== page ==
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Why negative testing matters: How to avoid your next fail

Joydip Kanjilal Consultant, Independent

Software testing is all about validating whether an application works as expected. You use many different types of testing to get there, such as unit testing, integration testing, functional testing, sanity testing, smoke testing, or regression testing, but all of these fall into one of two categories: positive testing and negative testing. 

While most testers understand the need for positive software testing—checking to see whether a given application works as expected—many underrate the importance of negative testing.

Positive testing tests positive scenarios—​for example, happy paths with valid data—whereas ​negative testing, also called failure testing, helps determine the conditions under which an application will fail.

Here's why more testers don't do more negative testing, the value that this testing approach brings, and best practices for using it.

What is negative testing?

With positive testing, you test an application with a valid, expected set of data. Typically you run your tests then validate if the application behaves as expected with that data. You don't expect exceptions when doing positive testing.

Unlike with positive testing, however, in negative testing throwing an error is not considered an unexpected event. Exceptions aren't welcome, but are expected since you are testing your application with invalid data.

Negative testing shows how your application handles invalid data. You test the software by inserting invalid data and compare the expected output against the incorrect input, to ensure that your application won't crash.

Negative testing is not actually "negative"—think of it as real-world testing. When you perform both positive and negative testing, the result is bug-free, better software.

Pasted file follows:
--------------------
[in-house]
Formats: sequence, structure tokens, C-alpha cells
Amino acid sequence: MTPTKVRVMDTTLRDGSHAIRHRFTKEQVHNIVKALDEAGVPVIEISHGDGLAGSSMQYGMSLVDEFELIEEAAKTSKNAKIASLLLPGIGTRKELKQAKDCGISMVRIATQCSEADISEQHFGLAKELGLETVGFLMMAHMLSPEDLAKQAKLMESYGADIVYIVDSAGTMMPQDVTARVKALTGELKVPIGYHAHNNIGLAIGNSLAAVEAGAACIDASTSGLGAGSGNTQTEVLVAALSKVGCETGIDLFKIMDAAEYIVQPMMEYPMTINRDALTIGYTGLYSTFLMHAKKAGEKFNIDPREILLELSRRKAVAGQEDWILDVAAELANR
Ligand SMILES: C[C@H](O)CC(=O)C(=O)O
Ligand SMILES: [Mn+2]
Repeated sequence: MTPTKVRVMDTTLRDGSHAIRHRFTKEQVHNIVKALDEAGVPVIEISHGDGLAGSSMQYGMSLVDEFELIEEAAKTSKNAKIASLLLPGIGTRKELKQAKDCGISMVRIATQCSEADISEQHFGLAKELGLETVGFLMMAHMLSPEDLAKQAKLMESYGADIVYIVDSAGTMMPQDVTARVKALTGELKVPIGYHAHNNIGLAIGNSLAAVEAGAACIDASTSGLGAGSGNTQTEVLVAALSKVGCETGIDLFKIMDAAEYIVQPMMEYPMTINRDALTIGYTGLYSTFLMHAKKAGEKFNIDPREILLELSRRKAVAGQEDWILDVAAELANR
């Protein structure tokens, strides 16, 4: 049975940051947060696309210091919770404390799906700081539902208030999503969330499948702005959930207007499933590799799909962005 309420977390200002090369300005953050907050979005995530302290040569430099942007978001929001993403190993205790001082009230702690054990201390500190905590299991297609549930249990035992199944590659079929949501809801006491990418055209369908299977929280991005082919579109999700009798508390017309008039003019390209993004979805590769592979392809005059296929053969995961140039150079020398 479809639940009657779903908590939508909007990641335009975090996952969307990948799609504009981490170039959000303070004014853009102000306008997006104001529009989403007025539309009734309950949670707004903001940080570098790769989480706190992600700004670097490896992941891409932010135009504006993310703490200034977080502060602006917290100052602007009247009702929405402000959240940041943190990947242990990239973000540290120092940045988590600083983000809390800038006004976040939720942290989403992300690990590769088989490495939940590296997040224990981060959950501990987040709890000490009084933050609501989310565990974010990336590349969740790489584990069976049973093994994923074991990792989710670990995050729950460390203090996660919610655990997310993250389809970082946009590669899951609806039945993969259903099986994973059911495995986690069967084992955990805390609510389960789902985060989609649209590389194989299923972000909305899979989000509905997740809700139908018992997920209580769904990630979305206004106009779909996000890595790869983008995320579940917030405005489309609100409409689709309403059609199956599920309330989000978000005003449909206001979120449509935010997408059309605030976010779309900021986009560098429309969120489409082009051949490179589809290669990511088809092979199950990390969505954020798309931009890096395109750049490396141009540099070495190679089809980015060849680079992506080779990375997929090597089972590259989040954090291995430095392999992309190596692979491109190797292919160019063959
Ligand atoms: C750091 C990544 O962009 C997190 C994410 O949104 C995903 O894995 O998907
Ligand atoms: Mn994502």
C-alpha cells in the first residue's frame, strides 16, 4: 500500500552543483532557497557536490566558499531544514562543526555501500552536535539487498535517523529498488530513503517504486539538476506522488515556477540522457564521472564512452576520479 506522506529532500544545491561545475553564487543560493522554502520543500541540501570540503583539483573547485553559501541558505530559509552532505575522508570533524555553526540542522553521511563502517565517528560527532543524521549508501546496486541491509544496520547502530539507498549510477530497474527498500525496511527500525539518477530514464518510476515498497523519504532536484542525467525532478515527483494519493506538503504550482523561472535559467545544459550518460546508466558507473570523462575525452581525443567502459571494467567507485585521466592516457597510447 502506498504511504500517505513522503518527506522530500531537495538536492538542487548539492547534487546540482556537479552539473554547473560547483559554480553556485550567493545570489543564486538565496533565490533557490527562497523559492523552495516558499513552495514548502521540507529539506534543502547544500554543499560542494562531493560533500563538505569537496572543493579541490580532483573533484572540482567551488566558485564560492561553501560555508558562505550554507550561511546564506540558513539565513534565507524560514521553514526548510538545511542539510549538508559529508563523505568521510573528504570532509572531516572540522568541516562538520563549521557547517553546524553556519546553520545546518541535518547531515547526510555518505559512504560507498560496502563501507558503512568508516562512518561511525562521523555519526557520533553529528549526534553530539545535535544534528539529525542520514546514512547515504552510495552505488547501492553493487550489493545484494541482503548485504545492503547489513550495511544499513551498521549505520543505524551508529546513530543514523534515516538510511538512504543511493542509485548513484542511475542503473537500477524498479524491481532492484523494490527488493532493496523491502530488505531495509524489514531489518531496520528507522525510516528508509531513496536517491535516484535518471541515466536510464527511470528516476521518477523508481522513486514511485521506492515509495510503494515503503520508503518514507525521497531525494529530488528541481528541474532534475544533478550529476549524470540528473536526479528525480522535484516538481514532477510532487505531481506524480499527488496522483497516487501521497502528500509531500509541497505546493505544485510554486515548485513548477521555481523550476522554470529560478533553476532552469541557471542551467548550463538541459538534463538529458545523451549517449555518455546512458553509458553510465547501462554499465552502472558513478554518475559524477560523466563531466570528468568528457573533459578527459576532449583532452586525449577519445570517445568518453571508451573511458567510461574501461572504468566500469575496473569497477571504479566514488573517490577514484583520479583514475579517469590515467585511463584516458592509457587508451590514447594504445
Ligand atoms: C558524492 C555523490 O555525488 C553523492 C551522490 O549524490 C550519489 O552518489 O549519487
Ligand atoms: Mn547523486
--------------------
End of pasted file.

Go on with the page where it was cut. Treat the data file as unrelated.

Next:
So don't go negative on negative testing. You need to make it an integral part of your testing strategy.

Why testers are reluctant to perform negative testing

Many testers are reluctant to write or engage in negative testing because they feel that it might be a waste of time and energy and that it will delay the software's release.

Some fear it will become a distraction, while others may lack the skills, which include understanding how and where the application has been deployed, knowing the configuration used by the application, and having a good understanding of the data bounds and limits. 

Still others worry that they'll get so involved with negative testing that positive testing of the application's basic functionality won't get completed. 

And there's some truth to that: If you are writing and executing too many negative tests, the release cycle of the application might be affected, and your releases could get delayed. To perform negative testing, you need testers who are skilled in it.

Negative testing in practice: How is it performed?

Typically, a team of testers has the task of performing negative testing. You need two things to get started: negative test cases and invalid data to test. You write negative test cases that satisfy multiple scenarios, and test those negative scenarios using invalid data.